Because of my interest in these exercises I ordered Classical Writing Aesop about four years ago. I read it, reread it, tried it a little with my then resistant 9 year old, then ditched it.

Now, a few years later, and with kids that are not resistant to writing (hat tip to Julie over at Bravewriter), I feel like we are ready for this again. I had bought Homer (from the Classical Writing folks) last spring, but once again ditched it- the format doesn't work with me, makes me squirrley just looking at it! (But I know it works for lots of folks).

So our first step this week will be to work through this sample.

This will give me another week to plan. I am thinking of writing out a basic framework for the first few exercises (the forest), then plan the next three weeks writing assignments (the forest). In this time I hope to recieve the text and start to peruse it. I tried last night to get further into this planning, with the help of a large dose of dark chocolate and a not so hot cup of tea, but I got a little lost on the internet searching around (funny how that happens- too many good blogs out there). So I retired to bed with the Classical Writing Homer- it looks like it would be such a good book for one of those types of moms that love all that organization- but for me, it's back to the basement for Homer again!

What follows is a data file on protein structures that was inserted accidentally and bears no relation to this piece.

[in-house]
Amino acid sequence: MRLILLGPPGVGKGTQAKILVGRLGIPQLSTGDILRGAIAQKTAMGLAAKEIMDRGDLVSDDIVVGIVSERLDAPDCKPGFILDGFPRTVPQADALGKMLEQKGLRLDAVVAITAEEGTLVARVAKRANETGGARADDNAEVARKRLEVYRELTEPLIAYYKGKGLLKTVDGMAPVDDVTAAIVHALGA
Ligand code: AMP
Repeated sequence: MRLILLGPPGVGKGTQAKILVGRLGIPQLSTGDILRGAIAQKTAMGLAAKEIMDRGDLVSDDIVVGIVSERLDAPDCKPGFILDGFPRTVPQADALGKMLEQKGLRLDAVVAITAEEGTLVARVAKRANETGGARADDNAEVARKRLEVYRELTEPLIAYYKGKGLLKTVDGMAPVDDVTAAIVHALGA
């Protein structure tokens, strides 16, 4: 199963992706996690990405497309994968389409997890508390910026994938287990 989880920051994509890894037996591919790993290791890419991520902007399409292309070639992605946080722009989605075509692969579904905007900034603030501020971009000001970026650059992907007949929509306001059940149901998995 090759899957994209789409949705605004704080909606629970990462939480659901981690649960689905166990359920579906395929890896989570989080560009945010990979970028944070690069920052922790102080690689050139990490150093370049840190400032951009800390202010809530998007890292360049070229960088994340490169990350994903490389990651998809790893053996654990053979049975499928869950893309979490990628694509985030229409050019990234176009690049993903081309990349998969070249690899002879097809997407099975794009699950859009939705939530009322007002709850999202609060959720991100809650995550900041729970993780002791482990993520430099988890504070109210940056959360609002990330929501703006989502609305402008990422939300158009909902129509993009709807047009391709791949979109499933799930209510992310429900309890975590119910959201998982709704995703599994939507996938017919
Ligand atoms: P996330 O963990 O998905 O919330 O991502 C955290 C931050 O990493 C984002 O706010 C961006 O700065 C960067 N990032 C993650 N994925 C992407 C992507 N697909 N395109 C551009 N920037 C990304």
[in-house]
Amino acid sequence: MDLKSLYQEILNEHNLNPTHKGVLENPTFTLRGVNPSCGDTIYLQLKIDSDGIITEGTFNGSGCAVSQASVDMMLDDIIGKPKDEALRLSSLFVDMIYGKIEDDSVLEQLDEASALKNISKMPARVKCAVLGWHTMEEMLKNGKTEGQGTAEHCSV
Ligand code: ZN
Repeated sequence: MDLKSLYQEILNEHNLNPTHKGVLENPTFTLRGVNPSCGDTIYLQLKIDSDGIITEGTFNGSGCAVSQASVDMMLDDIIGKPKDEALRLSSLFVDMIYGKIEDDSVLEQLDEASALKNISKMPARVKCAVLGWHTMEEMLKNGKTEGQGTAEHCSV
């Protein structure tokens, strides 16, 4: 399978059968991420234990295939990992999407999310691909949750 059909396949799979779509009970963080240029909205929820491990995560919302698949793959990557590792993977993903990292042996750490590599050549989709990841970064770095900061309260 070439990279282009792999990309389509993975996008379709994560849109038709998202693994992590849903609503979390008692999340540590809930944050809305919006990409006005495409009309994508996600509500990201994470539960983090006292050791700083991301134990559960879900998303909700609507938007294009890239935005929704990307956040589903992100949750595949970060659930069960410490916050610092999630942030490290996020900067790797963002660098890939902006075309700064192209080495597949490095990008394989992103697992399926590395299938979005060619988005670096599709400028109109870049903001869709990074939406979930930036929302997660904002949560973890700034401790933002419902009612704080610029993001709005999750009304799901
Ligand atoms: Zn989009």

The progynasmata... a good outline here.

Note: sorry about all the post edits... I need to proof a little more before I post!

Friday, November 2, 2007

Fun Math With Candy

What Math couldn't be fun if it involved candy? Maybe math with candy where the candy was strictly a manipulative and not to be eaten? Maybe math where your mother is a serious chocoholic and she might eat it all herself? (Note: I DID not do this!)

The morning after Halloween I announced to the the kids that for math that day we were going to sort our candy into 'types', count the number of each type, and then we would graph the results.

So I pulled out our current read aloud out, The Door in the Wall (wonderful book), and the kids started sorting. It was sort of crafty of me- I knew they would be obsessed with the candy the whole next morning anyway so why not incorporate it!

We ended up with three great bar graphs. I wish our camera was working so I could post Caleb's- he colored each bar all the different colors of that type of candy he received.

Yes, we have a rule that there is no candy before lunch. Yes, I am the only one who continues to slip past the rule!! (All that chocolate ......)

Poetry Friday